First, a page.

By the way, I encourage you to journal about your candidate. In fact, here's a journaling box to get you started. Email me at if you want it in a file form. I think future generations will be curious about YOUR decision. And let's face it: No one can truly test a candidate except time in office.


Camille Minichino said...

Thanks, Joanna. I'm distressed at the high emotional tone of this election also. Not that I am blameless.
I have been looking in vain for a place to "argue" in the true sense of the word. It seems all we can do is emote, scream, insult ...
Good for you for getting out. This is the first election when I'm NOT working at the polls. Too distressed.

Terri Thayer said...

There's no excuse for behavior like that. People are a tad overwrought. Too bad they took it out on your family.

Betty Hechtman said...

I can only say I was shocked at that woman's behavior to your husband. It is outragesous.

I guess I am niave, but I always expect people to be respectful of those who differ from them.

Sheila Connolly said...

There are those who would say that political commentary doesn't belong on a writers blog. I'm not one of them.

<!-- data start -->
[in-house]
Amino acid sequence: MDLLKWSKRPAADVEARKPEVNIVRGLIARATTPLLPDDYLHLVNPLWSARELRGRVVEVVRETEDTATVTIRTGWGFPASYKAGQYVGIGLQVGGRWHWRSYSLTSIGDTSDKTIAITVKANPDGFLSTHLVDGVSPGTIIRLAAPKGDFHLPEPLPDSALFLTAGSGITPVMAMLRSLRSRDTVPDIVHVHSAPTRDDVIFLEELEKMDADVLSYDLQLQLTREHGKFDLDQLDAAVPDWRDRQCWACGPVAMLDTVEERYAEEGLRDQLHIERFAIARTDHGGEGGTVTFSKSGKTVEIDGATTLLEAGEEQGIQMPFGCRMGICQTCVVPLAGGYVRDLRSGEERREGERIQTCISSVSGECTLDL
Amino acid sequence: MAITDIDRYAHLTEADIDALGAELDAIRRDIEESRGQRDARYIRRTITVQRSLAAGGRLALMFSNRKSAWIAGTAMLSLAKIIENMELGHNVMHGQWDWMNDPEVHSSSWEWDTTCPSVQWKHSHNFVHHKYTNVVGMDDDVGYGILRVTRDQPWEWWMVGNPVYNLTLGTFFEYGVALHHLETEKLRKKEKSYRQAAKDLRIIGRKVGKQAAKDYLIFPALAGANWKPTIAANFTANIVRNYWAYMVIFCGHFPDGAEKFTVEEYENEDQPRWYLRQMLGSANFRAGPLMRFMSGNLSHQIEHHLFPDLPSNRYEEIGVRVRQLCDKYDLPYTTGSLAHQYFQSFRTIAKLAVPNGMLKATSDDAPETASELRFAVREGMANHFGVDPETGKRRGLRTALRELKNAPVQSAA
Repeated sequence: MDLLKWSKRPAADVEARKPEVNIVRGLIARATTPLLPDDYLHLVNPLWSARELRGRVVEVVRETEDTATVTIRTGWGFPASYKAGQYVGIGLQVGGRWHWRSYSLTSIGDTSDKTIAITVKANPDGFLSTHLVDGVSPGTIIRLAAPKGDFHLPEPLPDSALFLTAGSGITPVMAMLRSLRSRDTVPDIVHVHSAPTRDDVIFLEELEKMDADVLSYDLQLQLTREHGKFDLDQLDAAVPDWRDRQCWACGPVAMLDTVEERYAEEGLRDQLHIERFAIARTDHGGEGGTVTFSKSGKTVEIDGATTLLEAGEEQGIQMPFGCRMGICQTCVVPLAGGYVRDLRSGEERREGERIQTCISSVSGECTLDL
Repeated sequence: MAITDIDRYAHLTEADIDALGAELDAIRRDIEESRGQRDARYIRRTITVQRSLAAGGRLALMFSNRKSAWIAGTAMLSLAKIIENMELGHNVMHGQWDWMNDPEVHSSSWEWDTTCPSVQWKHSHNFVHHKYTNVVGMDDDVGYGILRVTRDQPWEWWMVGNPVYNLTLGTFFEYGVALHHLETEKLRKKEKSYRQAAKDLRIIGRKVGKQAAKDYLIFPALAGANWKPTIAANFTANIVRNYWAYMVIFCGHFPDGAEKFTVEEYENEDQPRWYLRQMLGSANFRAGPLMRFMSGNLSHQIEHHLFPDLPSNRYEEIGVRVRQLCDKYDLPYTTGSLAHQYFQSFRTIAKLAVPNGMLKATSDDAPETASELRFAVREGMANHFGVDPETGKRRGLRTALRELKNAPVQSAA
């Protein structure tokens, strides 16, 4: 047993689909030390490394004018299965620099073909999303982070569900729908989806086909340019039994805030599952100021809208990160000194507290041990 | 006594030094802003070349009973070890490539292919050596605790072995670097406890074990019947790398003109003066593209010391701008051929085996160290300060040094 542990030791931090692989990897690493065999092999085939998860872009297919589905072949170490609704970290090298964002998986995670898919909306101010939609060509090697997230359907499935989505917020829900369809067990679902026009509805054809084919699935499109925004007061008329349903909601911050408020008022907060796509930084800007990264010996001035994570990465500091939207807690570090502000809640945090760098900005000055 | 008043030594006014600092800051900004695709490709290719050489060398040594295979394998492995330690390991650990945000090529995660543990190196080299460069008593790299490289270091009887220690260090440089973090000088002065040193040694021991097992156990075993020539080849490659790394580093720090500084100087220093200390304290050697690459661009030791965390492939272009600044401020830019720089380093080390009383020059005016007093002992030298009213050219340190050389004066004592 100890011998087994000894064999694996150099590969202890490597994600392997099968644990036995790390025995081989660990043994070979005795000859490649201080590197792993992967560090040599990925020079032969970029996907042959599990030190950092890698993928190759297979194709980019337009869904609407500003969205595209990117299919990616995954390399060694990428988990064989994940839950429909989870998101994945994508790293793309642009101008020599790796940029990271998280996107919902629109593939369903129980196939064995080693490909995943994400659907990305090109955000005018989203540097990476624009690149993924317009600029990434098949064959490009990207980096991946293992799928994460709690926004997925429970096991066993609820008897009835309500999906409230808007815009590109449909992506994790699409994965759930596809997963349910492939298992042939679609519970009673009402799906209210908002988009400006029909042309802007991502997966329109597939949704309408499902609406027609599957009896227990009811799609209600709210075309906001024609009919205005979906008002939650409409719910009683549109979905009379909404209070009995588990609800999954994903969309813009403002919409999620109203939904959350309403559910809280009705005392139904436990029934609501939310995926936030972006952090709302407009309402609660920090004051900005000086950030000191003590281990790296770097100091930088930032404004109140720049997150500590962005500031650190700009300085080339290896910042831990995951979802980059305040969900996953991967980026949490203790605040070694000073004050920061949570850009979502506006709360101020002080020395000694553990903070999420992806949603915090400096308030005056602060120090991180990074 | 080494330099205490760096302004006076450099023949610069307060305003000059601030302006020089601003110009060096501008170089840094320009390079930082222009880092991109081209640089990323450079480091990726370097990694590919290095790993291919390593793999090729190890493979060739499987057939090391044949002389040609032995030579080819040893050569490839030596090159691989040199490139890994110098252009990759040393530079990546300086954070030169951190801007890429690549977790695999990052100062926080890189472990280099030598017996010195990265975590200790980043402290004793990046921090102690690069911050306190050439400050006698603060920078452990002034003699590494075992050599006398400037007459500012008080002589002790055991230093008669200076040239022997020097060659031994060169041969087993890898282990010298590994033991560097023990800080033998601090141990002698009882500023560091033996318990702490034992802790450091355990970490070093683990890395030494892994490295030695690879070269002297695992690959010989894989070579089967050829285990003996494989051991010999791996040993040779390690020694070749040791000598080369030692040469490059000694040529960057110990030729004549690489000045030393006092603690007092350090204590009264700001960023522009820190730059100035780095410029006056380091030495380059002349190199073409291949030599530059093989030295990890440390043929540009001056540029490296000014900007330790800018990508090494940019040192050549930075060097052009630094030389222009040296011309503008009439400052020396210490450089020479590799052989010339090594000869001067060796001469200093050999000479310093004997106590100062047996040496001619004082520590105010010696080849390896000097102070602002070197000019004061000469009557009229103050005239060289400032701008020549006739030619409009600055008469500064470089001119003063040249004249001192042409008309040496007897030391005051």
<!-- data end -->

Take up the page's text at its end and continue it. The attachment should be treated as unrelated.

Why is it all right to plaster sex and violence all over the "entertainment" media, but to be harassed for defending our personal beliefs?

It matters--and good for your husband for doing something about it.

Joanna Campbell Slan said...

My husband didn't want me to do this posting. But I feel I was fair and even-handed. Who you vote for is your business. Well, actually, it's the nation's business--and all of us citizens have a responsibility to vote. grandfathers and father served in the military to preserve our freedoms, one of which is the right to vote. When we harrass each other, we're no better than those third-world nations where people vote in fear! We're no better than those of the old days when folks were scared to vote because of race, creed or color! And we're better than that.

I am happy to report that during our canvassing yesterday, we met several lovely, thoughtful people who disagreed with our candidate--but thanked us for the reminder to vote and for the fact that WE were doing something they admired...working hard and RESPECTFULLY for our chosen candidate.

Only one woman was clip--and she was more short and to-the-point than anything. (Although she did glare at us a bit. But that's okay. Emotions run high.)

When we discovered the person we'd approached disagreed, we simply said, "We still hope you'll go vote. And we hope that after the election we will all work together to get this country back on track. We have so much to do."

With that sentiment, everyone agreed.

Anonymous said...

I don't know who is voting for who or why. I do know that I VOTED today for Obama, and I am not ashamed or afraid to say that publicly. There is no need for me to go into why. We all have our reasons.

I can say I am digusted by people who feel the need to trample all over everyone else's rights to free speech. Shame on them.

Karen Syed